One person was extracted from the rubble over night after an explosion devastated the Hotel Saratoga in Old Havana.
Rescuers in Cuba’s capital Havana continue to search for survivors from the explosion at the five-star Hotel Saratoga that killed more than two dozen people and injured many.
Orestes Llánez, coordinator of the Havana city government, said the death toll from the explosion on Friday had risen to 25 people.
Llánez told the Cubadebate news site on Saturday that 22 victims had been identified so far.
Spanish prime minister Pedro Sanchez said one of its nationals was among the dead and another is seriously injured. “Tragic news has reached us from Cuba,” Sanchez said on Twitter.
At least one person was extracted from the rubble in the early morning hours of Saturday as rescue workers searched for survivors, Fire Department Lieutenant Colonel Noel Silva said.
Cuban President Miguel Diaz-Canel praised Cubans who had rushed to donate blood to help the wounded.
“It is very regrettable what happened, the destruction, especially the loss of life, and also the people injured, but once again I want to highlight the speed with which the population and institutions mobilised,” he tweeted.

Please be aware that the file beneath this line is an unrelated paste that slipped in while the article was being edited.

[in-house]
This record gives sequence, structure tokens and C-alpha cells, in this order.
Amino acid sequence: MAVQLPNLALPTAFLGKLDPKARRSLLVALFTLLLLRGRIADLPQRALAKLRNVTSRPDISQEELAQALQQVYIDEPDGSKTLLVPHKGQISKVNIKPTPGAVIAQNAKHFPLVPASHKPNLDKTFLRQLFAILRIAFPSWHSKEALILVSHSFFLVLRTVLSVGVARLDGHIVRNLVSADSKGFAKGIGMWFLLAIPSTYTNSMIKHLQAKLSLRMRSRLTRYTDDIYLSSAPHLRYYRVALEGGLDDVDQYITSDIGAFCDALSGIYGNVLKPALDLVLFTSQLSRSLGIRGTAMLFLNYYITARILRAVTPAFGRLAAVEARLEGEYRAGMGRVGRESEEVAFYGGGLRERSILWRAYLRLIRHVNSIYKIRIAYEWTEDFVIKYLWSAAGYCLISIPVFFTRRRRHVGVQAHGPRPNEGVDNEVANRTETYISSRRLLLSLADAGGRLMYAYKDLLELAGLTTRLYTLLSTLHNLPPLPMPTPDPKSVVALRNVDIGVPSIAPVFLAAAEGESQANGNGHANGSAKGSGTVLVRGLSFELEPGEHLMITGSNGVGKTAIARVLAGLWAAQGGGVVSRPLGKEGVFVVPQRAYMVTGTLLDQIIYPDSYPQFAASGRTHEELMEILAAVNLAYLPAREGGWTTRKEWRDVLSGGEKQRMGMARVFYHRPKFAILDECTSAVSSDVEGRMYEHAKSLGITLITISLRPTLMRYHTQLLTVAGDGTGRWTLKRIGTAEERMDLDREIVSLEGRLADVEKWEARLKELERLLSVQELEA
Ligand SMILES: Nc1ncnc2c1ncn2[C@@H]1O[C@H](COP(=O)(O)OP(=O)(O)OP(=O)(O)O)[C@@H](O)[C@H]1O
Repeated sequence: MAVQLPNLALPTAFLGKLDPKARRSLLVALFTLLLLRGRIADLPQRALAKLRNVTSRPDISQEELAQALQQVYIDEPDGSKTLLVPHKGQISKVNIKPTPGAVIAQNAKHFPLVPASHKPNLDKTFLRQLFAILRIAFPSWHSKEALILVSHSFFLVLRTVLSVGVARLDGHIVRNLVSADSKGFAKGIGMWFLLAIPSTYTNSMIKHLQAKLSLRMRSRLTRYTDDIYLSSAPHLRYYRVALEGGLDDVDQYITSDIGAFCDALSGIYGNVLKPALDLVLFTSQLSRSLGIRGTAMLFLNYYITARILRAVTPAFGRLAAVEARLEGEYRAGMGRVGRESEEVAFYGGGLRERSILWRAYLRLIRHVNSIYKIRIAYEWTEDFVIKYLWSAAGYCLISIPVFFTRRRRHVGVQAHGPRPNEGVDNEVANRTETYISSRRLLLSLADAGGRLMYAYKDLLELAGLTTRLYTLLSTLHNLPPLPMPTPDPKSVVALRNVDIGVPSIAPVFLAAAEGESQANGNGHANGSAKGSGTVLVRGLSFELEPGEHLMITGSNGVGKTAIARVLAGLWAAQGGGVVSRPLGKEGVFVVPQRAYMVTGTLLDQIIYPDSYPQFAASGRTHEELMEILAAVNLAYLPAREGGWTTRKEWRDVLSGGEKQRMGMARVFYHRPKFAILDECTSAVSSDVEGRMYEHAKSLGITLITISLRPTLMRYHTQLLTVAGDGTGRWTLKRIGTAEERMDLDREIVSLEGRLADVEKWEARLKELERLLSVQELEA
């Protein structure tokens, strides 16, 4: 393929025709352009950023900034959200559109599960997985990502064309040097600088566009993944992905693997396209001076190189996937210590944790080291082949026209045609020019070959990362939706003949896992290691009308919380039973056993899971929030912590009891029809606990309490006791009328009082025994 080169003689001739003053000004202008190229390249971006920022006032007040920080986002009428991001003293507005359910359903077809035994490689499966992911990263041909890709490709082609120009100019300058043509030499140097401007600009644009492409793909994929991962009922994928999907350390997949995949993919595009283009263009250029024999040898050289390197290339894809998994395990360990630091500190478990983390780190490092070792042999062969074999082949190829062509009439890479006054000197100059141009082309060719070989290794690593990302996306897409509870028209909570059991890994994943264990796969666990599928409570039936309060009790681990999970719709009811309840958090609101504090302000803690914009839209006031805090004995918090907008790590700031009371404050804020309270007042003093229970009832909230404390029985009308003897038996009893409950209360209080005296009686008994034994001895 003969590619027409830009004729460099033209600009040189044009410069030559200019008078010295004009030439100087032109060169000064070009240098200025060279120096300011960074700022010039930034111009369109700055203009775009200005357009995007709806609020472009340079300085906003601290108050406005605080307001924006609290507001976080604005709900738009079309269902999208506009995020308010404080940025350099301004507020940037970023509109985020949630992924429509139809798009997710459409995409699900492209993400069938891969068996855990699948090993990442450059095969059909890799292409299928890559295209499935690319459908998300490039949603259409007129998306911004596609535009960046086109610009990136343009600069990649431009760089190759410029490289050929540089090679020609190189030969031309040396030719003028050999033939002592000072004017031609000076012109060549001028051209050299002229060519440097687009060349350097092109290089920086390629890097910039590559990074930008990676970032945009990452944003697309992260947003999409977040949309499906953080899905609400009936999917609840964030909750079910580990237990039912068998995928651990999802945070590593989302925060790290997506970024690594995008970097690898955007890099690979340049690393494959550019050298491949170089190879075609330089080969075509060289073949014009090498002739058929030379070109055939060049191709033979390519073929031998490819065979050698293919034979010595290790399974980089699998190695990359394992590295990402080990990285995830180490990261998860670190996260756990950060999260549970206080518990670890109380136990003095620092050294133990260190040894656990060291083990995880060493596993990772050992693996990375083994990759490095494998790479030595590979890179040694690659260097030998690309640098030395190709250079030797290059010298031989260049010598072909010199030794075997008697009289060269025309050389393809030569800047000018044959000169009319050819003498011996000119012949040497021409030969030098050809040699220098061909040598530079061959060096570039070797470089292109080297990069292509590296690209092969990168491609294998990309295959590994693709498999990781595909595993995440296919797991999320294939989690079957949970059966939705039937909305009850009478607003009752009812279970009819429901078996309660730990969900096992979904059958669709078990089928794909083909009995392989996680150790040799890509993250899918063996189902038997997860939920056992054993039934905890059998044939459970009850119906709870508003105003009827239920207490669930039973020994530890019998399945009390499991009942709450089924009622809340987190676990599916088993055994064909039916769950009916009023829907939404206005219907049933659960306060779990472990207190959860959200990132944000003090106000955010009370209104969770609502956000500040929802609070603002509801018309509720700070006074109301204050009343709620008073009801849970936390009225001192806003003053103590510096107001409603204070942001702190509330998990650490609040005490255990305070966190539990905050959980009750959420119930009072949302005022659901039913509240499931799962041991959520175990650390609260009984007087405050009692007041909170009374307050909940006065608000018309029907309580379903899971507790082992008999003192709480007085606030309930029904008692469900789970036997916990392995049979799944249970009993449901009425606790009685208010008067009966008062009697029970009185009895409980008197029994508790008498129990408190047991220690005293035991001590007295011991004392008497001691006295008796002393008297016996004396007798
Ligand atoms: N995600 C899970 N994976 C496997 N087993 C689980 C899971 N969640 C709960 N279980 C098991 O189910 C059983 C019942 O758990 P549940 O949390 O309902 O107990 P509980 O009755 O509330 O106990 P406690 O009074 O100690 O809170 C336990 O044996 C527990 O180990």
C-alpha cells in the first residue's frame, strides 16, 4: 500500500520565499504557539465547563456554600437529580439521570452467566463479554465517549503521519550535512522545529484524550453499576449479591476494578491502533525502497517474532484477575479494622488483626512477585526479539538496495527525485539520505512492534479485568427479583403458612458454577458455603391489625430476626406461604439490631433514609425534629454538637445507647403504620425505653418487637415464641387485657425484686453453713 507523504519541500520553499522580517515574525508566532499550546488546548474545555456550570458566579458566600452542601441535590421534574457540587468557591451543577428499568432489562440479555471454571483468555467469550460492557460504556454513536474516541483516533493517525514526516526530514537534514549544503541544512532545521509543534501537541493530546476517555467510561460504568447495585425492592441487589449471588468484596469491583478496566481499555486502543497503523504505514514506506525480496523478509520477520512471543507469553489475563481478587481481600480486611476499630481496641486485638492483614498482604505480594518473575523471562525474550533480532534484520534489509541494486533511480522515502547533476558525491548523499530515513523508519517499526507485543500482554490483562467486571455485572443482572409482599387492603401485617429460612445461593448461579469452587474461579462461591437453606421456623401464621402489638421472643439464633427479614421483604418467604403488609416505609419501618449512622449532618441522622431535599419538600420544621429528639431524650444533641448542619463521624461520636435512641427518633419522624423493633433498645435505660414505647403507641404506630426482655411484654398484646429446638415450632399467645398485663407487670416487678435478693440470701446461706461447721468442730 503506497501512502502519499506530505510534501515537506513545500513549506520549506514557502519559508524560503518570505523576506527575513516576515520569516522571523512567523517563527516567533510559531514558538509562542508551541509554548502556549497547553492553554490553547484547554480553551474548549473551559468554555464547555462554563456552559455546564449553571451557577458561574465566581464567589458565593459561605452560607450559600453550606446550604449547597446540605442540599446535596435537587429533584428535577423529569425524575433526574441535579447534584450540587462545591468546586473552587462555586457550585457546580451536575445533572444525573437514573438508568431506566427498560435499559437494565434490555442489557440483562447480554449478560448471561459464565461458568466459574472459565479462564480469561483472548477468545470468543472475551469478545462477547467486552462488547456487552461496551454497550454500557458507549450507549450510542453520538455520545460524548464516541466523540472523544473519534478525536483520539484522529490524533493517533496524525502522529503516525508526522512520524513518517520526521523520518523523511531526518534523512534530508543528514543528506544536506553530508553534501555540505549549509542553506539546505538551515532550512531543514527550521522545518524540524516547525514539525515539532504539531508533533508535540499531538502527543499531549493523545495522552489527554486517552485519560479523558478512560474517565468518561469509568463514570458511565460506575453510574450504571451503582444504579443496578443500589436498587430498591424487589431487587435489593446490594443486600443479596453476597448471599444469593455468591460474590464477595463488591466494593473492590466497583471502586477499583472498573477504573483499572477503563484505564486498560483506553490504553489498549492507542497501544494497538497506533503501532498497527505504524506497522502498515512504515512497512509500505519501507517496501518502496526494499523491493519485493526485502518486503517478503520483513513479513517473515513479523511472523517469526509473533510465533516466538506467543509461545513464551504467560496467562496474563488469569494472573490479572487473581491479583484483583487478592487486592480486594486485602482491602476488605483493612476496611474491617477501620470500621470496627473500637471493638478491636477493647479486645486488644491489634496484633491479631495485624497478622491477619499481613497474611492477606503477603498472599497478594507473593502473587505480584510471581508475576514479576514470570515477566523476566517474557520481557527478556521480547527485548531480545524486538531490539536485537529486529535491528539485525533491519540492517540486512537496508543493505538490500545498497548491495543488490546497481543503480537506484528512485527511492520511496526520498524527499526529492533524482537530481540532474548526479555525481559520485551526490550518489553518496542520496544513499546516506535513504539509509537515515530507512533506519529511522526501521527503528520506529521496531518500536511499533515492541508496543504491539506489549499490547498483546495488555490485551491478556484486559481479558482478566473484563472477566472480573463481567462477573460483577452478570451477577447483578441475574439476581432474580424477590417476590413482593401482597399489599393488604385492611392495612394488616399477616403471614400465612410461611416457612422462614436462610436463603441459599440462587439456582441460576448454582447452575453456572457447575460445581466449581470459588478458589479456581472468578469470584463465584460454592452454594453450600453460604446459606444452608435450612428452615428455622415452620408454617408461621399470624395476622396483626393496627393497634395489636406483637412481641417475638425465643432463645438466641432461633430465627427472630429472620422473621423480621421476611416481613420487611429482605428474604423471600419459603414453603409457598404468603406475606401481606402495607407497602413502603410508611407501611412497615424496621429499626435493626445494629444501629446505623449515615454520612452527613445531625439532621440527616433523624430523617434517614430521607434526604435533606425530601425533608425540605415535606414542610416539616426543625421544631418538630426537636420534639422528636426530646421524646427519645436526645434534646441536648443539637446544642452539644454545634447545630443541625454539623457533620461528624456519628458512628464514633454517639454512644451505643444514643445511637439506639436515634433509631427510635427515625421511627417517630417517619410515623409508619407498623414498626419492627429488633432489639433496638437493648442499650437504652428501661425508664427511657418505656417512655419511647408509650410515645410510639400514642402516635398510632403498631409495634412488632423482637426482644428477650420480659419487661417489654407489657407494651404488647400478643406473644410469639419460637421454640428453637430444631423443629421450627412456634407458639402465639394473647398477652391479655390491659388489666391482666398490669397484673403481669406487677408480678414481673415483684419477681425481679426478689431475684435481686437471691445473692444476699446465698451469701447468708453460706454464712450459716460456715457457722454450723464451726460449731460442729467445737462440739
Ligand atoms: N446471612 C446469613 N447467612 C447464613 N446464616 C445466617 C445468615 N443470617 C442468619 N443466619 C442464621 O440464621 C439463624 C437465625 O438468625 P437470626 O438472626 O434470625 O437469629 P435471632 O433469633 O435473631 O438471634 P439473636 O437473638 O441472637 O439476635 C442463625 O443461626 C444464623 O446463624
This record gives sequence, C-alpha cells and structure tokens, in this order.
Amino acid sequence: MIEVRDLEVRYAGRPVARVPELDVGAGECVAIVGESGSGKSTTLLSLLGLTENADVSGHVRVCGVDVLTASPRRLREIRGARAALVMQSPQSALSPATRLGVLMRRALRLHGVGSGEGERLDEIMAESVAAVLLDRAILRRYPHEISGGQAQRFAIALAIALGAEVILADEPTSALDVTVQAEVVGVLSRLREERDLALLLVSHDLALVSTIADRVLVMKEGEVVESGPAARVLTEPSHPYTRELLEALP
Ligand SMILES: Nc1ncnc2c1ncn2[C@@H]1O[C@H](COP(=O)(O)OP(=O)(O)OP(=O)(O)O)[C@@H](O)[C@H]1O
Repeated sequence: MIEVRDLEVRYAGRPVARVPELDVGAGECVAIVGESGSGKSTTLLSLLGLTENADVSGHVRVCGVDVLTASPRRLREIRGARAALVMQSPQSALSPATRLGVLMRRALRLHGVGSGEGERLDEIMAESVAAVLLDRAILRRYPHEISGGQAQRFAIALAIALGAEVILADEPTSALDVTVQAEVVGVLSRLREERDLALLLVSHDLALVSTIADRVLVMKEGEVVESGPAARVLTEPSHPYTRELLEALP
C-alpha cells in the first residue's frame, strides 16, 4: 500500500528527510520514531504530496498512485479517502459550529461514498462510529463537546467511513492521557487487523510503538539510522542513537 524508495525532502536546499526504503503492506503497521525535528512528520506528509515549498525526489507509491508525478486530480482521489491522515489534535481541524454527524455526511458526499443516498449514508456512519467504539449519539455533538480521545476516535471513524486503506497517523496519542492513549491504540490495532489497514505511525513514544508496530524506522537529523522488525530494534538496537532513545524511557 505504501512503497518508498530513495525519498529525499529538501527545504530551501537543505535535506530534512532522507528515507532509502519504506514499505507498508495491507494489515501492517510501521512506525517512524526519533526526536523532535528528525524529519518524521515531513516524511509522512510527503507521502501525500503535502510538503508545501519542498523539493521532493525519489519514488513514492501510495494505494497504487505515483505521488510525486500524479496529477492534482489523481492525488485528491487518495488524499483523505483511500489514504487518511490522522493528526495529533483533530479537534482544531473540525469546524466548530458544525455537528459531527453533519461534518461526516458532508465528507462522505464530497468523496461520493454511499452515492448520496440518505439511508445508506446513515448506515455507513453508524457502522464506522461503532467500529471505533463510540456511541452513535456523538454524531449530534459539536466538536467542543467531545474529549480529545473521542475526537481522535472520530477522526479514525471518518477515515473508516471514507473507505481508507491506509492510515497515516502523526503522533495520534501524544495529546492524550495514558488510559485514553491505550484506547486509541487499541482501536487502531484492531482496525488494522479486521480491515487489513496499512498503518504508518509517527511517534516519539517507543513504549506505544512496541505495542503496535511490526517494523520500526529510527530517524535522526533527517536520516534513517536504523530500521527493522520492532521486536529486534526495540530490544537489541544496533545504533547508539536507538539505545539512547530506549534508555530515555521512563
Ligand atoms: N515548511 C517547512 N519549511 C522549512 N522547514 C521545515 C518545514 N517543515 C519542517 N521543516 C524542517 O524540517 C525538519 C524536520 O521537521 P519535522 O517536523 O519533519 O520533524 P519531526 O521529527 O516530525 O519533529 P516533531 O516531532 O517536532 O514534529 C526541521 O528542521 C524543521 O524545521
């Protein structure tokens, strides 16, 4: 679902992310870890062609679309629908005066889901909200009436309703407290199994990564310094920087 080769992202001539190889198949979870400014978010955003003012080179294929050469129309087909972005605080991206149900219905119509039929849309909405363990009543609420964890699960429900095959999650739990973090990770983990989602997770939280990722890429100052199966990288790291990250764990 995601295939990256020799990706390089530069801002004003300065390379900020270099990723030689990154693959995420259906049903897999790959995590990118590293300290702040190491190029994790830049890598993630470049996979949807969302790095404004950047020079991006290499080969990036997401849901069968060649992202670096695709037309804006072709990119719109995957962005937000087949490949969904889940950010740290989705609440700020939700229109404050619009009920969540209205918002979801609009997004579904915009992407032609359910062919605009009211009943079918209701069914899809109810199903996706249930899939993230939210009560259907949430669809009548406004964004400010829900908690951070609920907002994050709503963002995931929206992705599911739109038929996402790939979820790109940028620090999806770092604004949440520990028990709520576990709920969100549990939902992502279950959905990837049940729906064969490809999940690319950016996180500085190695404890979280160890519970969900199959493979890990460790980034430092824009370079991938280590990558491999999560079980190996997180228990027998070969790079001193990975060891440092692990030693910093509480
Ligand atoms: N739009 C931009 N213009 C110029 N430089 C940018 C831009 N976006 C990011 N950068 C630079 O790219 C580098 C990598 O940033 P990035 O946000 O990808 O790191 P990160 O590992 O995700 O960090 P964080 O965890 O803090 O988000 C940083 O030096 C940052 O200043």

Relatives of missing people remained at the site overnight or gathered at hospitals where the injured are being treated.
“I don’t want to move from here,” Cristina Avellar told The Associated Press near the hotel, whose outer walls were blown away by the force of the explosion, leaving the interiors of many rooms exposed.
Julio Guerra Izquierdo, chief of hospital services at the Ministry of Health, said at least 74 people had been injured, including 14 children, according to a tweet from the presidential office.
The emblematic hotel overlooked Havana’s landmark Capitol building, which sustained broken glass and damaged masonry in the explosion while the dome of a nearby Baptist church collapsed.
The hotel was renovated in 2005 as part of the Cuban government’s revival of the Old Havana area and is owned by the Cuban military’s tourism business arm, Grupo de Turismo Gaviota SA.
The company said it is investigating the cause of the blast.
In a series of tweets on Friday afternoon, the president’s office said preliminary investigations indicated that a gas leak had caused the explosion.
The first four floors of the hotel, which were gutted by the blast, were closed to guests due to renovations. Employees preparing for a post-refurbishment reopening on Tuesday were inside the building at the time of the explosion.
The Hotel Saratoga has been used by visiting VIPs and political figures, including high-ranking US government delegations and celebrities such as Madonna, Beyonce, Mick Jagger and Rihanna.